Chubb trade’s real meaning: Actions have consequences

Roughly six months ago, General Manager George Paton sent three players and five draft choices to Seattle in return for Russell Wilson and a fourth-round pick.

This left Denver without a first- or second-round draft choice until 2025 but was deemed worth it to acquire the franchise quarterback the Broncos have lacked since Peyton Manning retired after winning the half-century Super Bowl. 

Immediately there was talk of another Lombardi Trophy. But it hasn’t worked out that way; not even close. 

And now, former first-round pick Bradley Chubb is gone—a delayed part of the price for Wilson.

Here’s why I say that:

Trading Chubb restores the Broncos as a player in the first round of the draft next April. But that move actually increases the cost of acquiring Wilson. Effectively, it’s now Noah Fant (the 20th player drafted in 2019), Drew Lock (42nd in ’19), defensive line anchor Shelby Harris, the 2024 number one and two seconds—plus Chubb, in place of that other first (2023). Consider the swap of fifth and fourth an afterthought.

Yes, the Broncos also came away from the Chubb deal with another running back and a swap of lower draft choices. But make no mistake: this was all about recouping a pick in the first round, and the price was Chubb.

In my view, trading Chubb so that the 2023 draft cupboard isn’t quite so bare is throwing good money after bad.

What would Broncos Country have thought of that package last March?

Denver made Chubb the fifth player taken in the 2018 draft—opting for him, it should be noted, over Josh Allen of nearby Wyoming, now a leading contender for the 2022 NFL Most Valuable Player Award as the quarterback of one of mid-season’s Super Bowl favorites, Buffalo. 

At the time, John Elway was in charge of football operations for the Broncos, and he called Chubb the best defensive player in that draft. Chubb backed up Elway’s assessment with a 12-sack rookie year but missed more games than he played the last two years because of injuries. This season was looking more like his first.

If there was another factor in dealing Chubb, it also can be connected to Russell Wilson, whom Paton signed to a mega-extension before Denver’s new savior played a down for the Broncos. 

Chubb was approaching free agency and was going to require a mega deal of his own to remain in Denver. Miami, in fact, shelled out $110 million to extend Chubb for five years soon after the trade.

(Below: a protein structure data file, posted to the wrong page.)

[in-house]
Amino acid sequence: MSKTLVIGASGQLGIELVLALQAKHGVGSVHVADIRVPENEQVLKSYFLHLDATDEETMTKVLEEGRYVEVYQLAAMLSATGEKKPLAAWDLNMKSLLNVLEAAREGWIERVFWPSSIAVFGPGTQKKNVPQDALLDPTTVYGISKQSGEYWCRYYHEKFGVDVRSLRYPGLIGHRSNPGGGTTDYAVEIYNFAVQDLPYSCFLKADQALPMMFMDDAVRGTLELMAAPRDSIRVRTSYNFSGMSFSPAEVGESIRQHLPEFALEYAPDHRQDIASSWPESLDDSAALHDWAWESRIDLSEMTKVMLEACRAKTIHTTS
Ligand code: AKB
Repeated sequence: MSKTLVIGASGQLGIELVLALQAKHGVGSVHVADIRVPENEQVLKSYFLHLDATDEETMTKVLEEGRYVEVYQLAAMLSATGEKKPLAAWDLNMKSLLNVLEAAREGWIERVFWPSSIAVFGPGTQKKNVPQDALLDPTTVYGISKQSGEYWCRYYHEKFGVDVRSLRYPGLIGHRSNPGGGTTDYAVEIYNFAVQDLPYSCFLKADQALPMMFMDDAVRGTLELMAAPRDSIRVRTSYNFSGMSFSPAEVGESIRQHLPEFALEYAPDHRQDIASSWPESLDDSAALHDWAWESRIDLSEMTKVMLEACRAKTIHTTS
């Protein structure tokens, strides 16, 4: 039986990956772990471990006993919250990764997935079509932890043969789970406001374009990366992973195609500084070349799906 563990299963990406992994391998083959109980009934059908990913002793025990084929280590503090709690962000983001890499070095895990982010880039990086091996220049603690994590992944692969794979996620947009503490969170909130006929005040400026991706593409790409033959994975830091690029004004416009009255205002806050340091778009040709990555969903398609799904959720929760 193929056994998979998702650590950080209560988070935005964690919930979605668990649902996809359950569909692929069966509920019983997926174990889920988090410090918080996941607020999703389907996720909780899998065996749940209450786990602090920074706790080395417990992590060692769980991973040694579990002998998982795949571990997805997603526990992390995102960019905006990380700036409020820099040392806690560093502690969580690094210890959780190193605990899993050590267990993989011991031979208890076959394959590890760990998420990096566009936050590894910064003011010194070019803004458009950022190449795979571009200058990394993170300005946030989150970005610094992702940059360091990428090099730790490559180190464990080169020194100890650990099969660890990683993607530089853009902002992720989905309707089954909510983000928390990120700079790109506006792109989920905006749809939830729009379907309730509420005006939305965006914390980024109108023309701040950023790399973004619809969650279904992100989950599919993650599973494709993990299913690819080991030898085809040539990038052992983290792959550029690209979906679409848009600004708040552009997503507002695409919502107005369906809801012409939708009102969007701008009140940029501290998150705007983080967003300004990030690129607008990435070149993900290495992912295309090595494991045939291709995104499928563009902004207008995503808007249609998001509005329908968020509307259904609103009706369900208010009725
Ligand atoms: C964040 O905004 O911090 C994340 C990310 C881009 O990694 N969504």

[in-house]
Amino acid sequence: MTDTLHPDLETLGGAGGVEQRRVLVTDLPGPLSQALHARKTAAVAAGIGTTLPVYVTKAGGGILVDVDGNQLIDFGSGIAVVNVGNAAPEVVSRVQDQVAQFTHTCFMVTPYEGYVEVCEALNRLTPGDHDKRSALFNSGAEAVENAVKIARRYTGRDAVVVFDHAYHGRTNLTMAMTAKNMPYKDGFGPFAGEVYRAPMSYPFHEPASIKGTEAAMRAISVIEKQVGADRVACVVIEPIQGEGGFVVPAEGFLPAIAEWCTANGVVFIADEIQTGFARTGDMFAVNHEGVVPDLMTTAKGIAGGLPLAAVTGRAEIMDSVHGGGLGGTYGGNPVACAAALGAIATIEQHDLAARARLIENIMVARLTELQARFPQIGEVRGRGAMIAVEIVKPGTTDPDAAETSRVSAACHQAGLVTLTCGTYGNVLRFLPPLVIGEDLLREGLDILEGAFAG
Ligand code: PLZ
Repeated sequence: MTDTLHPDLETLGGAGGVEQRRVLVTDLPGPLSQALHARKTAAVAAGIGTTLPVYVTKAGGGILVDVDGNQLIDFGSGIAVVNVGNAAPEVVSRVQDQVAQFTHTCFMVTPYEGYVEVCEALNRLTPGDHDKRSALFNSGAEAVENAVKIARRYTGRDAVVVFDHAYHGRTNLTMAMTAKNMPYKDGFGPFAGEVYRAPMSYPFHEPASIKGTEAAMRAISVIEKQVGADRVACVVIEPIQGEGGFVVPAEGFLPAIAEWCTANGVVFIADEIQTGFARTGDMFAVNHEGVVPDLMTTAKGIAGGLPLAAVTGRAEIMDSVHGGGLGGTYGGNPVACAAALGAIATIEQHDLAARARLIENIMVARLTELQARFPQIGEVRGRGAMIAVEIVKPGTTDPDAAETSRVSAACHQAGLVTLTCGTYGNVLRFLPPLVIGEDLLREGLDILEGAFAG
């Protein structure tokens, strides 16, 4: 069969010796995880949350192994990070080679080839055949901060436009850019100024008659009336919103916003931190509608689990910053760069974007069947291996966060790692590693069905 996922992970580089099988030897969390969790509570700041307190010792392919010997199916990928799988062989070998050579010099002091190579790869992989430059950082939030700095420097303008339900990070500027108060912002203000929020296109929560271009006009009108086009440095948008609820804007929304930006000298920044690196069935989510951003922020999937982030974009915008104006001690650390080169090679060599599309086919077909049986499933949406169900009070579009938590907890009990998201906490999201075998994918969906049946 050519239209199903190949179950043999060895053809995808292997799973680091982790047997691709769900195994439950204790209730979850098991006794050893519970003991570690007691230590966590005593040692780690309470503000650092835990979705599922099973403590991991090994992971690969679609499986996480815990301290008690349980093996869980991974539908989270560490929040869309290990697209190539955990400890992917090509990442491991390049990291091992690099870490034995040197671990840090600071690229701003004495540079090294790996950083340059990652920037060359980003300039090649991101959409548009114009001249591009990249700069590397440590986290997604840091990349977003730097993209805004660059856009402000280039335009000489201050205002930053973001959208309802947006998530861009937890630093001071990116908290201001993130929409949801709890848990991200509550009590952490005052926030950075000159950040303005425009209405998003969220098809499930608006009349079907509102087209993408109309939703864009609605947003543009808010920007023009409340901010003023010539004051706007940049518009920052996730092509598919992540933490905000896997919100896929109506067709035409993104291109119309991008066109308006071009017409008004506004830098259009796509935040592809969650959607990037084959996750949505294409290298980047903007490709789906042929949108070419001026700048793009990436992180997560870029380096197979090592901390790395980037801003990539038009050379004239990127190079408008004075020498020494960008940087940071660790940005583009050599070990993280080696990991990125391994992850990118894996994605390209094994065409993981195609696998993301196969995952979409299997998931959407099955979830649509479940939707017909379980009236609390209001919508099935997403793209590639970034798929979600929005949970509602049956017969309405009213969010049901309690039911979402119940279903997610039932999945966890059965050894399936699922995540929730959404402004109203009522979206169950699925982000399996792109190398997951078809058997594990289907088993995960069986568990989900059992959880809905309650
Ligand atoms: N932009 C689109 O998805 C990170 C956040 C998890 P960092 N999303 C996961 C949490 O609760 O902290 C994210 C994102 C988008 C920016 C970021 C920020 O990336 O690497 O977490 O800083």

How many nine-figure contracts can one team carry, even if the owners are Walmart billionaires?

This all may sound like a “knock” on Wilson. But that’s not the point.

This is about decisions and their consequences.

In this case, the decisions were mortgaging the Broncos’ future then writing that big check. Trading Chubb is only the beginning of the consequences unless Wilson returns to form, which, of course, is not out of the question.

But if he doesn’t, it will be very difficult to build a winner with three fewer high-draft picks and less financial flexibility in the immediate future.

We won’t know until next January where the Broncos land in the 2023 draft order, but it’s a good bet that this year’s first-round pick sent to Seattle will be higher than the one harvested for Chubb (San Francisco’s via Miami). That’s another consequence.

Wilson has worked hard to live up to expectations but, for a variety of reasons, has been barely better than Teddy Bridgewater last season. (Wilson’s former team, Seattle, meanwhile, is in first place in its division at 6-3 with journeyman Geno Smith at quarterback—well ahead of the 49ers (second at 4-4) and the defending Super Bowl champion Rams, who currently occupy third place with three wins and five losses).

Coming out of the bye week, and 10 days after the NFL trade deadline, the Broncos have the same record as the Rams. The offense, under Wilson’s leadership, has been underwhelming.

After eight games last season, the Broncos’ record was 4-4; they finished 7-10. The year before, they were 3-5 en route to 5-11. In 2019 they were 2-6 then won five of eight to go 7-9.

Denver has nine games left to turn the season around: at Tennessee this Sunday; four other road games (Carolina, the Ravens, the Rams and the Chiefs); and four more home games (Raiders, Chiefs, Arizona and Chargers).

How many wins do you see among those nine? Fewer now that Chubb has been subtracted from the defense?

Denny Dressman is a veteran of 43 years in the newspaper business, including 25 at the Rocky Mountain News, where he began as executive sports editor. He is the author of 14 books, eight of them sports-related. You can write to Denny at